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Harry Siegel



Harry Siegel

 

Veteran small business owner achieves success in West Virginia

By Leslie Fitzwater

MARTINSBURG, W.Va. -- If Harry Siegel could speak to every veteran returning from the wars in Afghanistan and Iraq, he would encourage them to make their home in West Virginia.

“West Virginia ‘gets it’ when it comes to veterans,” Siegel explained.  “We have a large percentage of veterans as compared to other states, so you’re going to find people just like you who have the same kinds of feelings that you do about honor and duty and country. I think you will be treated with more respect and honor than you will in an average state where they don’t have a large veteran population like West Virginia does.”   

Harry SiegelSiegel, a service-disabled naval veteran of the Vietnam War, chose to make West Virginia his home 15 years ago.  Although happy with his career as a government contractor, Siegel says that he wanted a lifestyle change.  One Saturday morning he told his wife that he wanted to move from their Gaithersburg, Md., home and buy a horse farm.  She responded by asking him how quickly they could relocate.  “We wanted a life where you could see buthe stars at night, where people were kind and gentle.”  After an extensive search, the Siegels found Maralie, a horse farm in Falling Waters, W.Va.  Over the past decade and a half, Siegel and his wife have rescued more than 250 animals, including horses, dogs, cats, donkeys, goats, rabbits and a bull.  “We have some creatures on the farm we don‘t even want,” he jokes.   

When he is not spending time at Maralie, Siegel is president and CEO of a successful and award-winning company, HMS TECHNOLOGIES, INC., headquartered in Martinsburg.  In the six years since he started HMS TECHNOLOGIES, the company has become a leader in information technology solutions and been recognized for multiple awards, including rankings on DiversityBusiness.com’s lists of top 100 privately-held businesses in the state, the top 100 disabled veteran-owned businesses in the United States and the nation’s top 500 veteran-owned businesses.  In 2008, Siegel was named the West Virginia Small Business Person of the Year.  This year, HMS has already received the 2009 DHS Small Business Achievement Award, the only service-disabled veteran owned small business in the country to do so, and been chosen for the second straight year by The State Journal as one of the "55 Good Things" about West Virginia.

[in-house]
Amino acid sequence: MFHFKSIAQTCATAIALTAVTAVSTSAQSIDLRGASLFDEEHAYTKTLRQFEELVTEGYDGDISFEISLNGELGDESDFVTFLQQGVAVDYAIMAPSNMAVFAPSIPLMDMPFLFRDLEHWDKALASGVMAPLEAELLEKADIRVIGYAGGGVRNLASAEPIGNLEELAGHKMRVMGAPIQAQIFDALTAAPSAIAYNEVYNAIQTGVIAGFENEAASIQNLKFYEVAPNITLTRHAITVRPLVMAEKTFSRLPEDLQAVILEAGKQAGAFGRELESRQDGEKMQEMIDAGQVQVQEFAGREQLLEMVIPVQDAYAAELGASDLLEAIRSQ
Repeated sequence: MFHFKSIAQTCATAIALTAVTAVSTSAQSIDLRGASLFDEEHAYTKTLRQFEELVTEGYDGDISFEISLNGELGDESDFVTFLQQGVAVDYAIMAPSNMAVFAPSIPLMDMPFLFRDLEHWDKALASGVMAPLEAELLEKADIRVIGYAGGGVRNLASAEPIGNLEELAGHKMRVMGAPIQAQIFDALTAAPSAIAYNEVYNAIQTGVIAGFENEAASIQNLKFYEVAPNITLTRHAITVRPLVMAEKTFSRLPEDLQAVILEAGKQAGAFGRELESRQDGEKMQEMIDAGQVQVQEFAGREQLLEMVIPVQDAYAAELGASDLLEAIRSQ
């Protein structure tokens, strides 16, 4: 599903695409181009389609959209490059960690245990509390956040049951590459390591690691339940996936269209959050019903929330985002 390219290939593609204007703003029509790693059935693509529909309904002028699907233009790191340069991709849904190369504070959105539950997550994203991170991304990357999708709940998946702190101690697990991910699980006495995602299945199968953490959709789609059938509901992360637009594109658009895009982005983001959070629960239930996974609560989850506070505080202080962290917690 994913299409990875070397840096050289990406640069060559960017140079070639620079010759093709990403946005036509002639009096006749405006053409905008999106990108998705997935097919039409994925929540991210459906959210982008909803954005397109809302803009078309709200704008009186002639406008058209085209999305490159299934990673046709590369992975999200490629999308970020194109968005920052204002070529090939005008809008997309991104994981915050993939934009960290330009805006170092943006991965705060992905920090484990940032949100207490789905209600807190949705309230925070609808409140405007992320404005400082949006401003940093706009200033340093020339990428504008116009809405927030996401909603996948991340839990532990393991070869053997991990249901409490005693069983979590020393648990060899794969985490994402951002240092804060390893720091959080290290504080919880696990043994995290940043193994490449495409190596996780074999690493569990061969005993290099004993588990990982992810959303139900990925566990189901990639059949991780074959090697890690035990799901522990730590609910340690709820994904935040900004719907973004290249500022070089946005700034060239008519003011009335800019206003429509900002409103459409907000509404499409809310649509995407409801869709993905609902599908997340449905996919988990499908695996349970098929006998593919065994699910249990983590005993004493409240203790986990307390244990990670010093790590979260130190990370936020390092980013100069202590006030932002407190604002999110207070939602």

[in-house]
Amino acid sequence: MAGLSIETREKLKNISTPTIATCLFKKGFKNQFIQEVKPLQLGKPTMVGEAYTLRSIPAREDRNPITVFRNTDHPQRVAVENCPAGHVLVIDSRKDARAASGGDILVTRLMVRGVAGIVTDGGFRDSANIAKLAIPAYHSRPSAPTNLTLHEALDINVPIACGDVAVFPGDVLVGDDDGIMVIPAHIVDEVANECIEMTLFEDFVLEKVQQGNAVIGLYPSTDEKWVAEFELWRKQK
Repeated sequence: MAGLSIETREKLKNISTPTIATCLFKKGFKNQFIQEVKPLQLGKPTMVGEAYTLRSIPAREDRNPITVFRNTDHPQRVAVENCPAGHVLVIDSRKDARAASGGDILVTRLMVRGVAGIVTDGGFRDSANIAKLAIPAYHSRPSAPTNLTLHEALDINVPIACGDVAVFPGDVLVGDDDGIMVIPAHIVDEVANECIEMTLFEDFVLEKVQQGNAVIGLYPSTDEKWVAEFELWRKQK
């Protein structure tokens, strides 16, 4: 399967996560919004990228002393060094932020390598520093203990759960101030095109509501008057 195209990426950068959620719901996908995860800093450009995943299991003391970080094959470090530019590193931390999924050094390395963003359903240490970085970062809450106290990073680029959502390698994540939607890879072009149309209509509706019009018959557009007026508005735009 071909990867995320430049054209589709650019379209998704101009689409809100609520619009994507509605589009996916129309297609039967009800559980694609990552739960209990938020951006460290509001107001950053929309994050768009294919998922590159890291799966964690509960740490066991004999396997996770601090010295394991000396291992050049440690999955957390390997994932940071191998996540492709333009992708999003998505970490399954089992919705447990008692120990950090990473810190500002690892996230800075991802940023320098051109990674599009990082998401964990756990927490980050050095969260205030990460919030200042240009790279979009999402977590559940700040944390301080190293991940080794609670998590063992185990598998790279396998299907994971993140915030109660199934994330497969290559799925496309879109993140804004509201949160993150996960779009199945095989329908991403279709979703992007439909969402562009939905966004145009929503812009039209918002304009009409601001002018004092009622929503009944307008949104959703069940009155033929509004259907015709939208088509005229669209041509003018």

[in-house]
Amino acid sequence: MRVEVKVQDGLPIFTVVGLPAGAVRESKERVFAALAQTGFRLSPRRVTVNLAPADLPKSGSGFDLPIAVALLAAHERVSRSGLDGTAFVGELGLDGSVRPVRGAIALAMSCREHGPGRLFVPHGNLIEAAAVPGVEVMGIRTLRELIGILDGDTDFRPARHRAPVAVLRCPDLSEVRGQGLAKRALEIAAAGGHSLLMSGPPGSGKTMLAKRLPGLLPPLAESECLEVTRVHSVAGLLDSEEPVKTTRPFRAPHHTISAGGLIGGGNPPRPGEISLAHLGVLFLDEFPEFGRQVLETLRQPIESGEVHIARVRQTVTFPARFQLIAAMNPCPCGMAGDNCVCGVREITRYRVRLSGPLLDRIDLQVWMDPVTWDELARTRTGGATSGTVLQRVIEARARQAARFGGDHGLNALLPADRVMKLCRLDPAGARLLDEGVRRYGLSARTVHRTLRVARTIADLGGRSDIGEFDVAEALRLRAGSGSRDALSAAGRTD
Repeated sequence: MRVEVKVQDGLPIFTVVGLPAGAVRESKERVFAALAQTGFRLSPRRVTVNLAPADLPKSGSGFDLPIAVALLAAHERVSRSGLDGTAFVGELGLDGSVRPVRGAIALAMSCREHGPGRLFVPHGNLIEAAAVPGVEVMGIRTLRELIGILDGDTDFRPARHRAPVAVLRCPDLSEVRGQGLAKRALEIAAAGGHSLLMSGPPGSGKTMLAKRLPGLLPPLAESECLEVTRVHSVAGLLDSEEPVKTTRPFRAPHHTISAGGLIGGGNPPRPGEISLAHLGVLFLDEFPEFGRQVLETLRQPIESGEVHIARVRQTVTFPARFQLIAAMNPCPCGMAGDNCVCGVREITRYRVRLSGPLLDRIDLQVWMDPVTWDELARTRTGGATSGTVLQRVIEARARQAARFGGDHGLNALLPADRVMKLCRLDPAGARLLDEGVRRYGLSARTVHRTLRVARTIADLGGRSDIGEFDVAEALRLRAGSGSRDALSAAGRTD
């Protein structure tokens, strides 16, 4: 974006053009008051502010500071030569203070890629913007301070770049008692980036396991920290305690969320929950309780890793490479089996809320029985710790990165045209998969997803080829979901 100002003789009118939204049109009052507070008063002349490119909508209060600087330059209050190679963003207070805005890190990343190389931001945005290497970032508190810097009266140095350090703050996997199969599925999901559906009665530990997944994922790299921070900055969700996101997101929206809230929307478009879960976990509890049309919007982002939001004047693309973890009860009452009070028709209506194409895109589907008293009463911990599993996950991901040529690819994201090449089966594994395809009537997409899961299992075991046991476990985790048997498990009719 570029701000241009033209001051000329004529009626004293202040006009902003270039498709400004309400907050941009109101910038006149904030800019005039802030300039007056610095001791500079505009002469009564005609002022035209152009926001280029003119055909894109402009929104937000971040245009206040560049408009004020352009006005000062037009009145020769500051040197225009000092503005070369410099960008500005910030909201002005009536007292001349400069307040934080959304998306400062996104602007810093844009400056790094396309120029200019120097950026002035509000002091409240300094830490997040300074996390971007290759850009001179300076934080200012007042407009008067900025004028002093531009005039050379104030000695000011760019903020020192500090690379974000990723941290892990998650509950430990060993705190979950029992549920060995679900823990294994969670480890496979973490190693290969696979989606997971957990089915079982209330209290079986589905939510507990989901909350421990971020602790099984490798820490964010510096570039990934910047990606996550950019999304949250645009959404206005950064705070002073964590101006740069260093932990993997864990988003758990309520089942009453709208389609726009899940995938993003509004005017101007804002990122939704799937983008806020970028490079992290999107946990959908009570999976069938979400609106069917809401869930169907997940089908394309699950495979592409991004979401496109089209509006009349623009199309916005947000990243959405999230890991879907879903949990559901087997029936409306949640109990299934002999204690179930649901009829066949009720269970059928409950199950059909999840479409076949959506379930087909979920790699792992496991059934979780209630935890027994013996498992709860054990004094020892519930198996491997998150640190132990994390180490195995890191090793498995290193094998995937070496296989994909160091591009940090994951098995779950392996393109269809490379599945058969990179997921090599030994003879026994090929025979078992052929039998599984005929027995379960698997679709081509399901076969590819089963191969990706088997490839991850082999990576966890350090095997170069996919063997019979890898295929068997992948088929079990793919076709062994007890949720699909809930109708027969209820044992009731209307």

Siegel attributes his success to two main principles.  “There are two things that are absolutely crucial to me for us to be set apart and different than our competitors.  One is the concept of responsiveness – every phone call, every e-mail, every day, everybody.  I expect everyone in my corporation from the most senior to the most junior to operate that way,” he explains.

Secondly, Siegel employs the use of what he calls ‘the five C’s’ – Country, Clients, Colleagues, Corporation and Cost-Control.  “It’s the way I run the company,” he says.  “If something is not good for our country, or for the client that we’re getting ready to serve, or for my colleagues, teammates and/or contemporaries who will be working the effort, or my corporation or I can’t cost-control it, I will not go after it and will not perform the work.” Siegel likes to employ local talent whenever possible and sees West Virginia as a great recruiting ground.  In fact, he says that he will be hiring service-disabled veterans like himself to work on a contract that is soon to be awarded to HMS TECHNOLOGIES.  The company also is conducting a health care study that he says is arguably the most important and sophisticated longitudinal health care analysis ever awarded by the Veterans Administration (VA). 

“We’re doing a study on 60,000 veterans, half of whom served in Iraq and Afghanistan and half of whom, for whatever reason, were not deployed to the theater.  We’re looking at the health care differences between the two groups, and ultimately will be helping the VA plan for health care delivery for the next 50 years.  This is pretty powerful stuff for a small company, and we won this in front of a lot of big companies.”

To find out more about HMS TECHNOLOGIES, visit the Web site www.hmstech.com